Provexis optimism on future sports nutrition health claim for tomato extract

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23 Oct 2018 --- Provexis’ patented tomato extract has increasingly moved into sports nutrition applications, with Niamh O’Kennedy, Director of R&D, noting she is “optimistic” for a future sports nutrition health claim. DSM markets Provexis' tomato extract as Fruitflow, which has over 30 platelet compounds and is said to counteract the adverse effects of over-exercise on inflammation. Such effects of exercise are not understood enough by those who perform at high levels, such as professional athletes and marathon runners, O’Kennedy explained at the Food Valley Summit, held in Wageningen, the Netherlands on October 10th.

“Platelets are not only related to heart health. Platelets are a mirror of your lifestyle. For this reason, we look at other areas in which platelets can be important. Not all exercise is good for you when it comes to overall and lifelong health. Intense exercise affects your blood platelets negatively,” explained O’Kennedy.

Click to Enlarge
Niamh O’Kennedy, Director of R&D at Provexis speaking
at the Food Valley Summit in Wageningen, the Netherlands.

“Once blood platelets are activated, as they are part of the inflammation and immune system, the intense inflammation this triggers can lead to ‘stickier platelets,’ more coagulation and a higher rate of systemic inflammation. This is not adaptation based inflammation; this is low-grade chronic inflammation which is a load for the body to carry,” she added.

Such adverse effects can be activated very soon after intense exercise and the system may remain activated for 48 hours. One large effect that comes with this process is a reduction in the body’s capacity to recover.

O’Kennedy noted a recent study in which Fruitflow was tested on a range of athletes, from rowers to recreational athletes, to gauge how exercise affects platelets.

“We used different types of exercises to get the effect in trained athletes versus the effects in the general population. In normal training activities, we found that Fruitflow almost completely suppressed the platelet activation and reduced the following inflammation by about half,” she told NutritionInsight.

Next to the European Food Safety Authority (EFSA) claim on blood aggregation, O’Kennedy commented on the possibility for a sports nutrition claim at the summit.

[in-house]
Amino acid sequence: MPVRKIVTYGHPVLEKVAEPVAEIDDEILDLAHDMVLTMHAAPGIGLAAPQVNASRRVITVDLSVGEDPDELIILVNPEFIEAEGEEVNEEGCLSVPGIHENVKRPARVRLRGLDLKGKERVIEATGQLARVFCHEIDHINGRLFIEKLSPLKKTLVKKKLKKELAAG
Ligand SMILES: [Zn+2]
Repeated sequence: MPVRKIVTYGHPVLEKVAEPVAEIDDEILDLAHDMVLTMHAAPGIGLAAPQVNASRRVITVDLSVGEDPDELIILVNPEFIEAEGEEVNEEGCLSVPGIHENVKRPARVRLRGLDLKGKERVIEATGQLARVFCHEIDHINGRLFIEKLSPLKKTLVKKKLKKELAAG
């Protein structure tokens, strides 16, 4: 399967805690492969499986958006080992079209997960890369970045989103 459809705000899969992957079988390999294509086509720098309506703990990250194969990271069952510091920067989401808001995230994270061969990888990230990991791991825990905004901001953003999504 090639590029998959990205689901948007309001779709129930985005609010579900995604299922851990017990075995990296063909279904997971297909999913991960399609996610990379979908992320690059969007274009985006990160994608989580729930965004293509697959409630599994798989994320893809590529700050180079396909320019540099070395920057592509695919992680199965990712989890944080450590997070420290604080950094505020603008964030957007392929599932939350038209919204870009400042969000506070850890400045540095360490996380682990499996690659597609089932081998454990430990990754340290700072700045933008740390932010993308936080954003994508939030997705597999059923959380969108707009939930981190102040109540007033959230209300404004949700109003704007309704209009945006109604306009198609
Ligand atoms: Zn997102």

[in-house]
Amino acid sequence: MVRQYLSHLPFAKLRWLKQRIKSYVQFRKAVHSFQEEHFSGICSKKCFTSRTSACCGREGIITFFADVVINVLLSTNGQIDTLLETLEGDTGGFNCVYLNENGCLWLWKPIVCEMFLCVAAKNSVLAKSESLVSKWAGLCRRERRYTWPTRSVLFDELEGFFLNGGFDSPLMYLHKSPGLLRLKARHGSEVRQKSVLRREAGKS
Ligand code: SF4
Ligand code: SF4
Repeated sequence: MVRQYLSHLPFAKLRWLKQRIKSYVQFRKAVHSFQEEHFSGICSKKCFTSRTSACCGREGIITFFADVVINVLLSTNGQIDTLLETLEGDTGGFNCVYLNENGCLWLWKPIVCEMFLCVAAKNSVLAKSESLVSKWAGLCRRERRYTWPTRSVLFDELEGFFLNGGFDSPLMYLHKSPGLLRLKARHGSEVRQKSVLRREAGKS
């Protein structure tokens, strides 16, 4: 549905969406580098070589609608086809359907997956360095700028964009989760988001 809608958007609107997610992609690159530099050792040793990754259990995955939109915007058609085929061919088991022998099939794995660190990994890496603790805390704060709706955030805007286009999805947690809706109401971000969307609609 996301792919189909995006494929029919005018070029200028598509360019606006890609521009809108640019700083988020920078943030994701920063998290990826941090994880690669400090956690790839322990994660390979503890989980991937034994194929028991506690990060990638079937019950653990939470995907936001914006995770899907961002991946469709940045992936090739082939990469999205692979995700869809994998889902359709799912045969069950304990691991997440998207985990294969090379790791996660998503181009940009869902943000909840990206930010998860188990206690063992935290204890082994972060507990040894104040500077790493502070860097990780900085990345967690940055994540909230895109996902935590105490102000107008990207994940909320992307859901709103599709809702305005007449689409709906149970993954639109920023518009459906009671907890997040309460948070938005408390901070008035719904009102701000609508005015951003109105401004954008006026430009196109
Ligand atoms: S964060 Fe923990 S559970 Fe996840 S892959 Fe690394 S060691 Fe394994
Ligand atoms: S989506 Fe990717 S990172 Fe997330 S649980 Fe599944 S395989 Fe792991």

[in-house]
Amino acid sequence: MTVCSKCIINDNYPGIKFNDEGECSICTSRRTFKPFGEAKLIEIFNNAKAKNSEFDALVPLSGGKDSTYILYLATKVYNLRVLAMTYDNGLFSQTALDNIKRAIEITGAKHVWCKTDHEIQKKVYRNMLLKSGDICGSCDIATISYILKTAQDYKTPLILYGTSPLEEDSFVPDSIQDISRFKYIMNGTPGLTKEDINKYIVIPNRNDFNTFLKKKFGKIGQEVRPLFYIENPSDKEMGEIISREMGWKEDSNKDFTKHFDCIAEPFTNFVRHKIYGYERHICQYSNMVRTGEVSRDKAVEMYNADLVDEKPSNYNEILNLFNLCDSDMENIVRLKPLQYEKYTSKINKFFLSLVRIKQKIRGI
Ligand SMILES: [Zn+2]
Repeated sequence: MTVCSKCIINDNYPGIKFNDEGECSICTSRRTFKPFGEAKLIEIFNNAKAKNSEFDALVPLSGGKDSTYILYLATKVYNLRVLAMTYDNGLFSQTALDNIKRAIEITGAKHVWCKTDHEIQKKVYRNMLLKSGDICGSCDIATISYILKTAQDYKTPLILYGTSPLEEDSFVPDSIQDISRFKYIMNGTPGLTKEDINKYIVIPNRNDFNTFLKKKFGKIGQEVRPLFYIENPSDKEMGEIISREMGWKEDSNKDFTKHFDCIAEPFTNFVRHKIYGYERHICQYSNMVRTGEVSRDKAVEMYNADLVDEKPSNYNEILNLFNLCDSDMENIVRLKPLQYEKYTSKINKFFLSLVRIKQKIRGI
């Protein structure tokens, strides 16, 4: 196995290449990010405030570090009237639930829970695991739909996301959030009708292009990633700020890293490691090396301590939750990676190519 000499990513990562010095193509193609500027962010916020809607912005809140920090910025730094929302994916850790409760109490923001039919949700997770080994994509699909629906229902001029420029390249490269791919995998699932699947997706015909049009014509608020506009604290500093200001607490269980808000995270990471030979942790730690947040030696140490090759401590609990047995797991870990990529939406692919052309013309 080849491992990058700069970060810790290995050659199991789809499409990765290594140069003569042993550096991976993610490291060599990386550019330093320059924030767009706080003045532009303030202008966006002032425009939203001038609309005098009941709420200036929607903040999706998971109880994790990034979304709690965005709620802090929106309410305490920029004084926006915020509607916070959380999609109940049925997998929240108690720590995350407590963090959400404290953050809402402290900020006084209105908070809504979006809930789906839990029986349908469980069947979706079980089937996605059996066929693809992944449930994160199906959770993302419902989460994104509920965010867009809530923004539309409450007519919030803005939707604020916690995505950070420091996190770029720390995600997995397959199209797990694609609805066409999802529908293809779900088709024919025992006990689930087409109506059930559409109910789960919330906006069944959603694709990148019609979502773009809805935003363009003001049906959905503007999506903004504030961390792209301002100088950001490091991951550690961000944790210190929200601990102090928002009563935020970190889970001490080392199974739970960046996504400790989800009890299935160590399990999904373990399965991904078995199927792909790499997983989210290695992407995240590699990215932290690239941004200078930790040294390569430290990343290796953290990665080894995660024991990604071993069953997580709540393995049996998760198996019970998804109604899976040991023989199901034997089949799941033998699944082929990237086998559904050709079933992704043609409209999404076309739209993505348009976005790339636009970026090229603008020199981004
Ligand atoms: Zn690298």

“The EFSA claim on blood aggregation has been an enormous benefit, the first health claim we had, but I wouldn’t underestimate the work required to get the health claim as it was the first in the category. Since then the health claims has been much smoother. It also added platelet aggregation to the list of potential bio-markers which was a good thing in itself.”

“The timeline would be quite long [for a sports nutrition EFSA claim]. So far we have only run preliminary studies. It’s important for us to get an idea of how meaningful the effect is and in which groups it would be most beneficial. One important group would be the more elderly people who are having difficulty exercising.”

However, she noted that it does look “optimistic,” despite the lengthy process.

DSM supplied professional cycling team, Sunweb, with Fruit at this year's Tour de France.

“For top athletes, the margins between victory and failure are slim. Professional athletes need their nutrition to support them in every way possible, through both training and events,” says Ruedi Duss, Global Business and Marketing Manager at DSM Nutritional Products commented at the time. “Fruitflow was the first natural cardio-protective functional ingredient to receive approval of an Article 13.5 claim from the European Commission and is ideal for cyclists that need to support their recovery for maximum performance.”

Indeed, the importance of official claims and scientific backing for sports nutrition was highlighted at the summit. The increase of health benefits in sports nutrition being claimed directly or indirectly without scientific support and regulation could be a future danger. 

You can watch the video here.

By Laxmi Haigh, with additional reporting by Robin Wyers

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